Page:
Homeless people clearly need homes but in order to keep them and to rebuild their lives they also need access to resettlement programmes that offer long-term support. A major new study by Unit researchers provides detailed evidence of what works in helping formerly homeless people to sustain a tenancy and avoid further homelessness.
We maintained contact with a group of 297 homeless people over five years after they were rehoused. We were fortunate enough to gain funding from the National Institute for Health Research (NIHR) School for Social Care Research to undertake this ground-breaking study. In the Rebuilding Lives study we investigated their experiences, the ‘ups and downs’ of settling down and building a more settled life. It is the largest and only UK study of its kind. One major finding is that just giving someone who has been homeless a tenancy is not the sole solution to homelessness, as many formerly homeless people are still vulnerable during the first few years after being rehoused. Many experience problems living independently, and require ongoing support from housing, health and social care services – help many do not receive.
In our view planned resettlement for homeless people does work and should be encouraged. However, cuts to tenancy support services may put resettlement at risk.
The figures speak for themselves. The majority (89%) of study participants were in a tenancy five years after being resettled, but many were struggling financially and had difficulty meeting everyday living expenses. This did not mean that they could not fund luxury items but found basic living hard to manage:
- Over half ran short of money for food
- 44% did not have enough money to heat their homes
- Two thirds were living below the UK poverty line
- 24% had their social security benefits stopped or suspended in the previous year, leading in some cases to eviction for rent arrears
Gaining steady employment was another problem people faced with many only finding casual or ‘zero-hours’ work contracts, despite a keen wish to work. Irregular working hours together with low weekly incomes, further contributed to financial struggles. Working in the area of social care research we are well aware of the problems insecure hours pose for low paid workers, and these apply even more so to people who are trying to re-establish themselves and live independently after a period of homelessness.
A growing shortage of social housing (local authority or Housing Association tenancies) means that homeless people are now more likely to be resettled into the private rented sector. We found, however, that those resettled in private rented accommodation had much poorer housing outcomes than those who had moved into social housing. They were more likely to have lost their accommodation and to have become homeless again. They were also the least likely to have received support from services after being resettled. Young people also had poorer housing outcomes. Many of this age group struggled financially and accrued large debts. Some had histories of being under the care of a local authority as children.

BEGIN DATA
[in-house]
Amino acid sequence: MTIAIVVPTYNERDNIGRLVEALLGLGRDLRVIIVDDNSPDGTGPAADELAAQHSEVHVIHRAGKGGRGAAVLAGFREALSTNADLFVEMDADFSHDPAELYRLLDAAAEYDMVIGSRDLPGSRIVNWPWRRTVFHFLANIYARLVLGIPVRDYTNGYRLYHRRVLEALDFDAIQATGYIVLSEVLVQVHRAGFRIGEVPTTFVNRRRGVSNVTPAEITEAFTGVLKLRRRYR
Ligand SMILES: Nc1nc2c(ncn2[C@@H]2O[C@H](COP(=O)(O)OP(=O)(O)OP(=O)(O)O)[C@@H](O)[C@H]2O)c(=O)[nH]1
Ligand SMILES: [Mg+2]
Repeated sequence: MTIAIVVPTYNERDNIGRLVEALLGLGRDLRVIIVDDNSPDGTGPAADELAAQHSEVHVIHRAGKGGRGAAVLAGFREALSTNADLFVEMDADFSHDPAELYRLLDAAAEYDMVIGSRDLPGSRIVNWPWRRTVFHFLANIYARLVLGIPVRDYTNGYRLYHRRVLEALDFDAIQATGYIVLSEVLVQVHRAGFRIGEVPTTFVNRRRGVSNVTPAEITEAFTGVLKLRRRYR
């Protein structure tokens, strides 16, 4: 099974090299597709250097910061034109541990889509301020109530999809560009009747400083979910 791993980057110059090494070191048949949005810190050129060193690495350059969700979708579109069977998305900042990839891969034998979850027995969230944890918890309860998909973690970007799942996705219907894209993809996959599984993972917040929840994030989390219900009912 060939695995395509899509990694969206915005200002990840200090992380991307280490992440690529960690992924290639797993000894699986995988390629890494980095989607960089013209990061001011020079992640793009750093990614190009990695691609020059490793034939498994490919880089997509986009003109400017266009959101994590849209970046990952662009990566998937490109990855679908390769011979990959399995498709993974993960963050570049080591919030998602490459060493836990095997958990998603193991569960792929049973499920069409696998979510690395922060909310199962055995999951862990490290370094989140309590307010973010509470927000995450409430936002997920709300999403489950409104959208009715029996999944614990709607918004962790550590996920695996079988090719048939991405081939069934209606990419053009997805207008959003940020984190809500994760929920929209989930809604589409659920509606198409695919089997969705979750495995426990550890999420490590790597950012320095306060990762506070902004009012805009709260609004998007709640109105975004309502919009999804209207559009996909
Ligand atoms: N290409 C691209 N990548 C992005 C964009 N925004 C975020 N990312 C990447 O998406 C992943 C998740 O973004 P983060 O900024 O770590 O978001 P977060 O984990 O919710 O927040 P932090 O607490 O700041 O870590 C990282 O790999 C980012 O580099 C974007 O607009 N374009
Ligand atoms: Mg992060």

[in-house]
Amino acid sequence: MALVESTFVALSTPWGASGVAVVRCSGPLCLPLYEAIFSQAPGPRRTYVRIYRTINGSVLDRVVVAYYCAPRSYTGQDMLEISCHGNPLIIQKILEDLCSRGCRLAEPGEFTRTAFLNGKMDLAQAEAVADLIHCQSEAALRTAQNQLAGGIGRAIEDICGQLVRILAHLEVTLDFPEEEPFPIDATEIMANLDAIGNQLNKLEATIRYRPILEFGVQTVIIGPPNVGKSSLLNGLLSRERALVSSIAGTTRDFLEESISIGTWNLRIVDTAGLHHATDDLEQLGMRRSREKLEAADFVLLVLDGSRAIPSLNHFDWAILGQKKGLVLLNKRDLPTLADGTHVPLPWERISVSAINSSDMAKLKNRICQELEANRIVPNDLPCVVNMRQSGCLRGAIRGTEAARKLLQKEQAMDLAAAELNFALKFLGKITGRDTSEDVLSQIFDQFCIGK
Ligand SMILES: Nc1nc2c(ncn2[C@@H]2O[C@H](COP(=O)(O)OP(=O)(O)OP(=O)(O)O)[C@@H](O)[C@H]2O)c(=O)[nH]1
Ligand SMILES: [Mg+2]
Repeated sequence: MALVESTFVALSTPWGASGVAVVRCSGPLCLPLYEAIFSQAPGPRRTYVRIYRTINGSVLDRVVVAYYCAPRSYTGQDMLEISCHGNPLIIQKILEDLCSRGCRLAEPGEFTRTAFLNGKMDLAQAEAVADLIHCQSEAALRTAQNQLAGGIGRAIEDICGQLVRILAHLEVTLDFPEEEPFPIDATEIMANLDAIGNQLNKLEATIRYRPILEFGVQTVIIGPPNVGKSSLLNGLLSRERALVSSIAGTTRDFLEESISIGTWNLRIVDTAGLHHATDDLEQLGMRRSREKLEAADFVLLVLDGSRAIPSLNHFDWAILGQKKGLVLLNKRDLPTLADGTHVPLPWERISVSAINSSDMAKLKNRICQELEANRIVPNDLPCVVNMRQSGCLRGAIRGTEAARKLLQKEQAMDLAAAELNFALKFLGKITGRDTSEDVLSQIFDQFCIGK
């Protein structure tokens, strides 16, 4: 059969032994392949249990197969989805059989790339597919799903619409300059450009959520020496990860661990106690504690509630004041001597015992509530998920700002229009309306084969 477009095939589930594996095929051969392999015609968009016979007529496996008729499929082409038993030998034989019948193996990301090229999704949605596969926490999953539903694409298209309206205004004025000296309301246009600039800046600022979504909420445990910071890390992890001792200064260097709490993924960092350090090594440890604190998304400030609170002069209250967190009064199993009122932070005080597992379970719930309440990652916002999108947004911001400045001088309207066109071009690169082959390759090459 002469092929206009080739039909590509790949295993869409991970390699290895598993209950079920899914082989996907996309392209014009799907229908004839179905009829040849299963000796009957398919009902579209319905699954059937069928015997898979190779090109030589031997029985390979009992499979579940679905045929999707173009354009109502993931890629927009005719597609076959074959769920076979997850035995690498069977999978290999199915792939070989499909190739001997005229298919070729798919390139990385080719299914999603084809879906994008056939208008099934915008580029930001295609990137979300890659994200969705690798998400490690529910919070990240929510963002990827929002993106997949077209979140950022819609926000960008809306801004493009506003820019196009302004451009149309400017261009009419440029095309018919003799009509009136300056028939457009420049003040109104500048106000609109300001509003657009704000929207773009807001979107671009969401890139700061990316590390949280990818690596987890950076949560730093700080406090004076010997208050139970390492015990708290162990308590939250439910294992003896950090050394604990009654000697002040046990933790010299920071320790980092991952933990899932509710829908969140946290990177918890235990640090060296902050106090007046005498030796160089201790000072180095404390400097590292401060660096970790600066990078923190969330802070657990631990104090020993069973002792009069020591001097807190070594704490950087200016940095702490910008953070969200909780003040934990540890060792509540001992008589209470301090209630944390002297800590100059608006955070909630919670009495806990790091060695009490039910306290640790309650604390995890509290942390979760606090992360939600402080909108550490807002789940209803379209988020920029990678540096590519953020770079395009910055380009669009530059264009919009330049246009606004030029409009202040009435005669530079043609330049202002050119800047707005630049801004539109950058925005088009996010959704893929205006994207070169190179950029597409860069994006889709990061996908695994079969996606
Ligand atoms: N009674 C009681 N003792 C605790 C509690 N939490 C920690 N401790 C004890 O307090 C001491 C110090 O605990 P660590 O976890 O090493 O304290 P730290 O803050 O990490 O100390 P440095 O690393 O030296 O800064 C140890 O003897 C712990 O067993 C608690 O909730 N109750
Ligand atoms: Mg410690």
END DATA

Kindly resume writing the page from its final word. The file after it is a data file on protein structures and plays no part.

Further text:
A third (35%) of those interviewed in both the private rented sector and social housing were living in accommodation that had serious problems, such as dampness and mould, faulty heating or electrical wiring faults, in some cases resulting in ill-health. A quarter of participants were struggling to look after their accommodation and keep it clean, and a small number were hoarding and parts of their accommodation had become inaccessible.
Our study, Rebuilding Lives, examined the extent to which formerly homeless people do get back ‘on their feet’ despite enormous challenges. Our report which outlines the research findings makes a number of important recommendations about the services and support that are needed once homeless people are resettled. Many of these require professionals to build up relationships with people who have faced many difficulties and losses over several years. Professionals from a range of agencies have a role to play in helping to ensure that formerly homeless people are supported and their long-term needs are met – so they can rebuild their lives.
The Rebuilding Lives study was funded by the National Institute for Health Research (NIHR) School for Social Care Research. Dr Crane conducted the study with Dr Louise Joly and Professor Jill Manthorpe from the Social Care Workforce Research Unit in the Policy Institute at King’s. The study was undertaken in collaboration with five leading homelessness organisations: Centrepoint, Framework Housing Association, St Anne’s Community Services, St Mungo’s and Thames Reach.
Rebuilding Lives was a follow on to the ESRC-funded FOR-HOME study that took place in 2007-10 and investigated the outcomes of resettlement of 400 single, homeless people. Further details on the study can be found online.